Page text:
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Terminating a real estate contract - what to do moving forward

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Samantha is a Sydney-based real estate and home improvement writer. She is currently Head of Marketing at OpenAgent.

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In the world of real estate, sometimes the journey doesn't follow the smooth path we hope for. Terminating a real estate contract can be a tough decision, often accompanied by feelings of disappointment or uncertainty. 

A sale falling through and subsequent contract termination can happen as a result of issues including missed deadlines, issues with your agent, legal hiccups or financial obstacles.

But it's important to remember that the end of one chapter can lead to the beginning of a brighter one. In this article, we'll explore what steps to take after terminating a real estate contract and help you navigate your way forward again. 

Can a seller back out of a contract?

Under certain circumstances, you may back out of a property contract without repercussions. However, it is highly contingent on how far into the contract you are into the process whether you can provide substantial proof of your circumstances.

When can a seller back out of a sale?

You can back out of a sale in the situations listed below:

  • When the real estate contract has not yet been signed
  • During the 5 day contract review period 
  • If the home has significant undisclosed issues
  • When the buyer fails to fulfil their side of the contract

Failure to meet these conditions

If you happen to back out of the contract after it has been signed or have failed to fulfil your side of the contract, you may subject to a multitude of consequences as listed below:

  • Being subject to a lawsuit - either the buyer or listing agent may take action to sue you as a form of compensation
  • Attending mediation: If you and the buyer can't come to a mutual agreement, you might find yourselves having to go to third-party mediation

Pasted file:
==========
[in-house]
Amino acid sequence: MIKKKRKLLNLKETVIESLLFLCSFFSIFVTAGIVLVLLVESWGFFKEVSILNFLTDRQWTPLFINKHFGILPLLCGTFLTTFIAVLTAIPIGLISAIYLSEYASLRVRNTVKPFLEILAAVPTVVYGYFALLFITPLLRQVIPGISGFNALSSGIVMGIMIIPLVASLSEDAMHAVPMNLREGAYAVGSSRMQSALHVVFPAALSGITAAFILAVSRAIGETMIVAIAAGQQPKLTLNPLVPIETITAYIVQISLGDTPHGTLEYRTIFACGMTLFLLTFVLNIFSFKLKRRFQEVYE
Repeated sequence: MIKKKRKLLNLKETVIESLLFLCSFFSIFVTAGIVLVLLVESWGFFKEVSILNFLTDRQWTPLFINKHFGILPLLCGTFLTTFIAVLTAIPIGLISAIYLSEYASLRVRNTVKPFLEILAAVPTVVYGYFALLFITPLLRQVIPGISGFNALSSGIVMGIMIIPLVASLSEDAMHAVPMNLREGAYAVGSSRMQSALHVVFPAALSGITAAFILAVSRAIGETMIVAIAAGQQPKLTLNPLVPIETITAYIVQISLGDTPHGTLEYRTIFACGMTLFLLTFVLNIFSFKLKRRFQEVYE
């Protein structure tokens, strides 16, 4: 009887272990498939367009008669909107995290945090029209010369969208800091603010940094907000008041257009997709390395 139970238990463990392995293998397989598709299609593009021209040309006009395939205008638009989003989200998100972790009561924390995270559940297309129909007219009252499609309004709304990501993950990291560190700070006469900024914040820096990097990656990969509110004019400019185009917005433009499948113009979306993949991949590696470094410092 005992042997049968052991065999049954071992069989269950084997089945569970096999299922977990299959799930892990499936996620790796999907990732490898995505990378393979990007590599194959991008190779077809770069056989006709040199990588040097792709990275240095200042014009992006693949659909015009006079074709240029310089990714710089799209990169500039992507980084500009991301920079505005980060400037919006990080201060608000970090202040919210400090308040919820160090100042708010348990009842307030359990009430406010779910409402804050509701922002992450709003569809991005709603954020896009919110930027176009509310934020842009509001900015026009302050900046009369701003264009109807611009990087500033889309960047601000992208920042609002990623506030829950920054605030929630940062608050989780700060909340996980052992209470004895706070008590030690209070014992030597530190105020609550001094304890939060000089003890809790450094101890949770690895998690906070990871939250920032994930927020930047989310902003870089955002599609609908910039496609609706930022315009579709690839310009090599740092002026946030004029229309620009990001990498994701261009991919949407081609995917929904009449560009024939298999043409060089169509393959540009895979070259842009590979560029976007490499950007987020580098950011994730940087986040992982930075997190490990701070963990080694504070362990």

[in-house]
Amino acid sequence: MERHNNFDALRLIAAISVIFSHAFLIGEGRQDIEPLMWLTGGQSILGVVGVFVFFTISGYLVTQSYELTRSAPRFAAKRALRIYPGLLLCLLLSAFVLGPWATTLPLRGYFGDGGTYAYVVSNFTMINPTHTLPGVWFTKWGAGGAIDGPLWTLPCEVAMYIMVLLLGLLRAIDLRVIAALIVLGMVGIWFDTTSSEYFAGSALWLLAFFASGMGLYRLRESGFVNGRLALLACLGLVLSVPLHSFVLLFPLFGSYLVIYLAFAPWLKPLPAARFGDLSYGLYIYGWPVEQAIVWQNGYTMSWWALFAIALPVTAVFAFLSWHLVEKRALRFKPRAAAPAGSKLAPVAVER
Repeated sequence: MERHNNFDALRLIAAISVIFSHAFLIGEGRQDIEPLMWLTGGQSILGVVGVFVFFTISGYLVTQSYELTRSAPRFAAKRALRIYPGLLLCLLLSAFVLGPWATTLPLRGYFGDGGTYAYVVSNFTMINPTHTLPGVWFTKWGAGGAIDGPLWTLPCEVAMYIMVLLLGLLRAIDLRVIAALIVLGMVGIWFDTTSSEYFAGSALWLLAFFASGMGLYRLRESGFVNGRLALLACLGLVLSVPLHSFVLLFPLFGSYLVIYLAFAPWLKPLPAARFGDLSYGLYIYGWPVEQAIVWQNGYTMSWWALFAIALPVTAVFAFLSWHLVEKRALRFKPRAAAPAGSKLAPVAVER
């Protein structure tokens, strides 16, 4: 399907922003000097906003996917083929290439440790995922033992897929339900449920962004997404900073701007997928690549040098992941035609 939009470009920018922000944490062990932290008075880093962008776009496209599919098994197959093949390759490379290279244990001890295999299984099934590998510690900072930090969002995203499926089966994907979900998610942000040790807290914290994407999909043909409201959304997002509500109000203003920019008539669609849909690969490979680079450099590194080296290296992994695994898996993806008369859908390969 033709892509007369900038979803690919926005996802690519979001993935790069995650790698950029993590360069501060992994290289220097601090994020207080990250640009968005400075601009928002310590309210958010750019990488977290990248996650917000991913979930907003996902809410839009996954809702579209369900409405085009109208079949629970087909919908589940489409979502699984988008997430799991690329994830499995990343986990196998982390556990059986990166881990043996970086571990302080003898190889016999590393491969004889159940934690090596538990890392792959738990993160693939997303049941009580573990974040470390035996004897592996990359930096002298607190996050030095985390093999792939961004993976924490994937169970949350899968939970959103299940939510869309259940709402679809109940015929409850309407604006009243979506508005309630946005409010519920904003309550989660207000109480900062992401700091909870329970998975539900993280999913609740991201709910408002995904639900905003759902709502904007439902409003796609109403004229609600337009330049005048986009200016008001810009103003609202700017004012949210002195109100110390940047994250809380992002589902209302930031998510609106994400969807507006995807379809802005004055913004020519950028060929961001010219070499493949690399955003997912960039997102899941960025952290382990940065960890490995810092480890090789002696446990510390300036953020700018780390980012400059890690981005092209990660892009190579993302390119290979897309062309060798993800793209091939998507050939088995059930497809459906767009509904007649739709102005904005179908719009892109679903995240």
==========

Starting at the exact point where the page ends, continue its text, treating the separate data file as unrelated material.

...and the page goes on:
• Bad reputation amongst agents: by terminating a previous contract, you may gain a bad reputation, affecting your dealings with future agents you may work with

What to do if you’ve had a poor selling experience 

If you’ve had a bad experience selling your home, either due to your personal circumstances or because of the other party, it’s important to take precautions for your next home sale. 

Here are some tips listed below:

Find a good real estate agent

One of the most important steps you can take for a smooth and understandable selling process is finding a reputable real estate agent.

Agents can provide assistance in numerous areas such as pricing guidance, negotiation, legal knowledge and overall property expertise.

You want to make sure that you’re using an agent with substantial qualifications, experience and a proven track-record to ensure that the job will get done in a professional and timely manner. 

You can find a real estate agent based on your unique circumstances here

Negotiate terms and set clear expectations

By leveraging your chosen real estate agent, it’s also important to openly discuss and agree on various terms and conditions.

This includes everything from the listing price, commission structure, and the agent's marketing strategy to timelines and potential contingencies.

Your agent can help guide you through the negotiation process with sellers as well as help you deliver the expectations you have in the contract. This not only promotes a smoother selling process but also builds trust and transparency between you, your agent, and any potential buyers.

Read more about negotiations here.

Ask questions

Navigating real estate can be complicated so don’t be afraid to ask any questions to either your agent or other parties you wish to consult. 

Effective communication and inquisitiveness are key to a successful and stress-free selling experience as it ensures everybody's on the same page. 

Can a seller back out of an escrow?

How an escrow works

In real estate, an escrow is a method of ensuring a secure and orderly transaction. It acts as a neutral intermediary or ‘vault’ that holds assets, such as funds or important documents, until all conditions of a contract are met. 

This provides a level of assurance to both the buyer and seller that the deal will proceed as agreed.

Here's how it works: 

  • When a buyer and seller agree on a real estate transaction, they don't directly exchange money or property. Instead, they entrust these assets to an escrow company
  • The company oversees the process, ensuring that all contractual obligations are fulfilled
  • Once everything is in order and all parties are satisfied, the escrow company releases the assets, finalising the transaction

In essence, it serves as a safeguard, helping to facilitate a smooth and trustworthy real estate transaction.

Backing out of an escrow 

It is possible to cancel or withdraw from an escrow, but it typically requires the mutual agreement of all parties involved in the transaction.

If your money happens to be in an escrow and the transaction falls through, all funds will be returned accordingly.

In some cases however, there may be a cancellation fee or administrative costs associated with terminating an escrow, which should also be specified in the escrow agreement.

Be sure to consult a good real estate agent if you’re unsure of anything.